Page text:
The online platform developed by Dr. Utz-Uwe Haus and Prof. Dr. Robert Weismantel from the Department of Mathematics of ETH Zurich in collaboration with Dr. Jonathan Lindquist and Prof. Dr. Burkhart Schraven from the Institute of Molecular and Clinical Immunology of the University of Magdeburg and the Helmholtz Center for Infection Research in Braunschweig allows researchers to click through the signaling network of the T cells: Users can switch on twelve receptors, including the T cell receptor, identify the signals on the surface of other cells, or bind messengers.

The mathematical model then calculates the behavior of the network out of the 403 elements in the system. The result is a combination of the activity of 52 proteins that predict what will happen with the cell: They change the way in which the DNA is read and thus also that which the cell produces. Now researchers can find weak points for active substances that could be used to treat immune diseases or cancer by switching on and off particular signals in the model. Every protein and every interaction between proteins is described in detail in the network, backed up with references to publications. In addition, users can even extend the model themselves to include further signaling proteins.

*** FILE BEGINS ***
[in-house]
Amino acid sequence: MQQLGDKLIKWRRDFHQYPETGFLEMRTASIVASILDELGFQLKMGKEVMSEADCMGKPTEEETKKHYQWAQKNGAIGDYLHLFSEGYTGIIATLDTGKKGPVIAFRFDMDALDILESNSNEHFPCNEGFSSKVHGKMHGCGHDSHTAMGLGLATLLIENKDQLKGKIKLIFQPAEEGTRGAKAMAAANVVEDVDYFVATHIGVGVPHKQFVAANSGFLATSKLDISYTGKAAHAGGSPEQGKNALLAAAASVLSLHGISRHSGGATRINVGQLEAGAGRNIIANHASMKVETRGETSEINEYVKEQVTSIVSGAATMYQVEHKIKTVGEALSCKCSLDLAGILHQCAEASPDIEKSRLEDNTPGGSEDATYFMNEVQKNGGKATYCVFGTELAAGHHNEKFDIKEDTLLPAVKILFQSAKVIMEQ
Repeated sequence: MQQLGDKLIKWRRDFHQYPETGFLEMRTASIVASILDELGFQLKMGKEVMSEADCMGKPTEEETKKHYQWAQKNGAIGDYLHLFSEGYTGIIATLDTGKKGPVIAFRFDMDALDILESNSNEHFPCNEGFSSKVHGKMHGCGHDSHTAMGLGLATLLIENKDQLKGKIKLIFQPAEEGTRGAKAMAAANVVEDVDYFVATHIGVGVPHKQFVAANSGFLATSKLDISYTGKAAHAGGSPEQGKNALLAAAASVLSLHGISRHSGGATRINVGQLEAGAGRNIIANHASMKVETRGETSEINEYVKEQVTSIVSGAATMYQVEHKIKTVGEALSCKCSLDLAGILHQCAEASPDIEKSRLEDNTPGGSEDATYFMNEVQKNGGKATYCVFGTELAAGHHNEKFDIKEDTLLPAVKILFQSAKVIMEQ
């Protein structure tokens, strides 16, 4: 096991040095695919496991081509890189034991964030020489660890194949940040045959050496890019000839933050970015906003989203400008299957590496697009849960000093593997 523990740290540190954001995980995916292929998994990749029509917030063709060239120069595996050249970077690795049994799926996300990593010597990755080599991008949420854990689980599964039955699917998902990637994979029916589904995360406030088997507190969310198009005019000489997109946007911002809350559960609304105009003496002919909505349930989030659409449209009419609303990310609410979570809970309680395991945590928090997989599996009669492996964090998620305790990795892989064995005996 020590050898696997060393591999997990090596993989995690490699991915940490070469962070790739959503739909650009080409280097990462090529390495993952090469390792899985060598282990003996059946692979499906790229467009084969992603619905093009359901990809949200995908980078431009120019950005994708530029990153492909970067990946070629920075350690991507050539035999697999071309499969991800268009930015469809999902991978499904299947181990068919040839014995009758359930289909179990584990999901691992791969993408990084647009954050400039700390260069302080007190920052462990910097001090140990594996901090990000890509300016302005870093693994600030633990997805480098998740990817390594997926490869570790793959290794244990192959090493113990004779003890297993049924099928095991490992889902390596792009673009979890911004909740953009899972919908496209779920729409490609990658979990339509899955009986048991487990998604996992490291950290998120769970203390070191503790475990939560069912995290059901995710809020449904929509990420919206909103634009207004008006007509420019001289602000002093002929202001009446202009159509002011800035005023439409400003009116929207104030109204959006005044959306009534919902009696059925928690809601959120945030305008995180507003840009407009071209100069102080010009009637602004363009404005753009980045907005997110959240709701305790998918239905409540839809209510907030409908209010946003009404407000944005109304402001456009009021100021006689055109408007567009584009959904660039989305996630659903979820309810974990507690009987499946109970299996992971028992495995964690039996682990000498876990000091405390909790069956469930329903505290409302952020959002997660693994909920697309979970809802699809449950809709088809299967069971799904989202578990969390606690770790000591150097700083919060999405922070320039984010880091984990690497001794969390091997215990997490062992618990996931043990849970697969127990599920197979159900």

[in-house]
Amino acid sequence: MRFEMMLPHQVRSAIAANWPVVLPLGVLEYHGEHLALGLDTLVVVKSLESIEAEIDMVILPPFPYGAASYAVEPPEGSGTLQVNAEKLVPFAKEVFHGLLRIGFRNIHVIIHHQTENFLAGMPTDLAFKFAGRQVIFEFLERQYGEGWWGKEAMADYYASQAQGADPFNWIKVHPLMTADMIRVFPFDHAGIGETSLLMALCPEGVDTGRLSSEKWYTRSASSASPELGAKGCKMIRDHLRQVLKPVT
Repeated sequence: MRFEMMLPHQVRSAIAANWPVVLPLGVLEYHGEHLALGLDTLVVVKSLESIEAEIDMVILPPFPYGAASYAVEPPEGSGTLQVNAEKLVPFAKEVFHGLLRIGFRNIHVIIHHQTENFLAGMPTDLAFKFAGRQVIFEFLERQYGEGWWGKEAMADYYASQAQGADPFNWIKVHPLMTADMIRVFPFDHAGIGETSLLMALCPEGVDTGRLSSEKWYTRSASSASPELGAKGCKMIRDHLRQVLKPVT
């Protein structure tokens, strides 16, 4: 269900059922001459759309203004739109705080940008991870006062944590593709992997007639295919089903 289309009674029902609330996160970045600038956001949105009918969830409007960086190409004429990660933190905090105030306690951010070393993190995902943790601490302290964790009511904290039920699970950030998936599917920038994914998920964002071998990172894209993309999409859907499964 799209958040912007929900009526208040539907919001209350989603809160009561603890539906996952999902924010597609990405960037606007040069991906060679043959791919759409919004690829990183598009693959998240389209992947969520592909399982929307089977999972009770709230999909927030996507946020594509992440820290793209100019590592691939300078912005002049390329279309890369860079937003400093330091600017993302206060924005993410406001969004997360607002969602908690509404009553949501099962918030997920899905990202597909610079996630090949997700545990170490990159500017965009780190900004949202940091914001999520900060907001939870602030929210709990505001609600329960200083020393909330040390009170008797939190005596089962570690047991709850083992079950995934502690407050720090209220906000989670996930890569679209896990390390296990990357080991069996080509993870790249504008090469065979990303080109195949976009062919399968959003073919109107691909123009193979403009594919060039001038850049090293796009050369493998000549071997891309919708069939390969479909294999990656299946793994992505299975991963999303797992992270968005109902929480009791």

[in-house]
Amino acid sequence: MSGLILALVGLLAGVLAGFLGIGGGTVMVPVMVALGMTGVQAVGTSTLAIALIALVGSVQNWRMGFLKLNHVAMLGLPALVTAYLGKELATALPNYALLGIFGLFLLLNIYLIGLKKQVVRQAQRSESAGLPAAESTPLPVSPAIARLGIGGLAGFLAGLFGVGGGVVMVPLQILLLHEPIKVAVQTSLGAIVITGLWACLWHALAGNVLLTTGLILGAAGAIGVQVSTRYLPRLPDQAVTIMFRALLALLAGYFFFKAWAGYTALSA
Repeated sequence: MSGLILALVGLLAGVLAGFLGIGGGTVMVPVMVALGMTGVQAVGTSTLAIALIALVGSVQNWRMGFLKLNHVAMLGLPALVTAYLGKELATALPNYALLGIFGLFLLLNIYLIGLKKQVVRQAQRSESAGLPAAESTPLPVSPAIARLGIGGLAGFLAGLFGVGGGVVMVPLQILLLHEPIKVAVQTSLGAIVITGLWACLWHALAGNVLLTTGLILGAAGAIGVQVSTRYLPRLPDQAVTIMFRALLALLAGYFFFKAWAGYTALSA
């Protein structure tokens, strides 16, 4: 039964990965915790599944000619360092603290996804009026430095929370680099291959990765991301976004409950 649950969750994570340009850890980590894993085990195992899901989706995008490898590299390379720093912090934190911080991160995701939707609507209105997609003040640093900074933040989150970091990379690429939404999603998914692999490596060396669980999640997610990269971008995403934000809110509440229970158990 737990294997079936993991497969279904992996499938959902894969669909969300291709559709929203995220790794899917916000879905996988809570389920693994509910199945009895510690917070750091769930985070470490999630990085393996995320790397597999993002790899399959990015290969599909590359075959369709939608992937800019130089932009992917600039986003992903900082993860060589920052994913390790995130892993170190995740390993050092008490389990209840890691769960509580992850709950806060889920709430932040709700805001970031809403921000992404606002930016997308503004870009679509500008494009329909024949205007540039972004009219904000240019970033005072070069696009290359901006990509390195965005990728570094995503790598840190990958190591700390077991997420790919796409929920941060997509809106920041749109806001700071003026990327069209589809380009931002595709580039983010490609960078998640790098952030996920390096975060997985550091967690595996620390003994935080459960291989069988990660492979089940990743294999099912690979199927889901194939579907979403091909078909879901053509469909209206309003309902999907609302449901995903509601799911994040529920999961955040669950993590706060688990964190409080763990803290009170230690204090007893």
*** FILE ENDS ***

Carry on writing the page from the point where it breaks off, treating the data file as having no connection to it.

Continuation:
Link to the platform: http://sybilla-t-cell.de/


Story Source:

The above story is based on materials provided by Albert-Ludwigs-Universität Freiburg. Note: Materials may be edited for content and length.


Cite This Page:

Albert-Ludwigs-Universität Freiburg. "The oracle of the T cell." ScienceDaily. ScienceDaily, 5 December 2013. <www.sciencedaily.com/releases/2013/12/131205092234.htm>.
Albert-Ludwigs-Universität Freiburg. (2013, December 5). The oracle of the T cell. ScienceDaily. Retrieved July 31, 2014 from www.sciencedaily.com/releases/2013/12/131205092234.htm
Albert-Ludwigs-Universität Freiburg. "The oracle of the T cell." ScienceDaily. www.sciencedaily.com/releases/2013/12/131205092234.htm (accessed July 31, 2014).

Share This




More Health & Medicine News

Thursday, July 31, 2014

Featured Research

from universities, journals, and other organizations


Featured Videos

from AP, Reuters, AFP, and other news services

Health Insurers' Profits Slide